I do not claim that my literature knowledge of CNS glutamate receptor research is current- I know that it is not. What I DO maintain is that my own background allows me to interpret what is "assumed" knowledge in many "materials and methods" sections of journal articles. I have two decades of experience with the same laboratory techniques that are mentioned in neuroscience journals. I was for years a member of the Society for Neurosciences. Please do not think that I was merely a dilettante chemist that happened to take up with a pharmacologist to earn my degree. I am not in the least ashamed of my credentials- I had on my doctoral committee a National Academy of Sciences nominee and a former International Atomic Energy Commission president- but that didn't make ME a better scientist. (Just more terrified to be grilled by them during my thesis defense! [img]http://uumor.pair.com/nutalle2/peanutallergy/biggrin.gif[/img] )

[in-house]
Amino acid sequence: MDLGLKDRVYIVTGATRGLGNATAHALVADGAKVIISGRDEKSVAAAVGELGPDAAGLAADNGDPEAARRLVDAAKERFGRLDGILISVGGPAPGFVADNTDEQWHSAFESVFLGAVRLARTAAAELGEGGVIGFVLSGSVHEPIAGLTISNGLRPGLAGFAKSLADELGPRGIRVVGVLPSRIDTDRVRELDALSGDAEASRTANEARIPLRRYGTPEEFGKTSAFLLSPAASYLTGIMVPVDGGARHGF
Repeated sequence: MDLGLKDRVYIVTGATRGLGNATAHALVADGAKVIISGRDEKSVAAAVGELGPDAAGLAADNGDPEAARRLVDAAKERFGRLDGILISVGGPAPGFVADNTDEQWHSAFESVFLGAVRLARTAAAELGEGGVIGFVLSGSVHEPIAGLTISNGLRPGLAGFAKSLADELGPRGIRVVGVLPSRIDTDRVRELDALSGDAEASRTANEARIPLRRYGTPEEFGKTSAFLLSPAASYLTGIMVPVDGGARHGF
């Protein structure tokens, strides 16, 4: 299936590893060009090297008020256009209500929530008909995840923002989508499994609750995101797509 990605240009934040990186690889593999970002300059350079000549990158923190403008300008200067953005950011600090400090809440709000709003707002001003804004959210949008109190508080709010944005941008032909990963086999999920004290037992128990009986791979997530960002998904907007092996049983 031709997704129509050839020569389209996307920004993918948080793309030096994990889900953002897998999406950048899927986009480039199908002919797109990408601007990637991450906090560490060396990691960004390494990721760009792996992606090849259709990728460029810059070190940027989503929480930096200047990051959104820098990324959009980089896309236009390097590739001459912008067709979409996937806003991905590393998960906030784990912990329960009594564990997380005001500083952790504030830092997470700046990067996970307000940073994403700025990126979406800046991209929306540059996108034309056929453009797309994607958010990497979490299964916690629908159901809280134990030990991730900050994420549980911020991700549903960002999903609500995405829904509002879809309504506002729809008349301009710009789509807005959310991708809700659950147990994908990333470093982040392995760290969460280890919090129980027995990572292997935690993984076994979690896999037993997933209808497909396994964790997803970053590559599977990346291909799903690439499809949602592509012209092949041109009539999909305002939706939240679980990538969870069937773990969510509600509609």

I would take praise from journalists about the technical merits of yoru site with a hefty grain of salt, by the way. Trying to convince "scientists" and trying to convince the "press" are likely to be incompatible endeavors. Just MHO.
I also followed with great interest the debate throughout the 90's over what role damaged NMDA receptors might play in depression... However, you seem to imply that these receptors can be damaged by overuse which is patently false for all of the CNS receptors that I have ever studied, so far as that goes. GABA used to destroy receptors- yes. BUT this does not occur naturally, and if it did, researchers would not be able (as they routinely do) to lesion rat and primate brain receptors with this drug.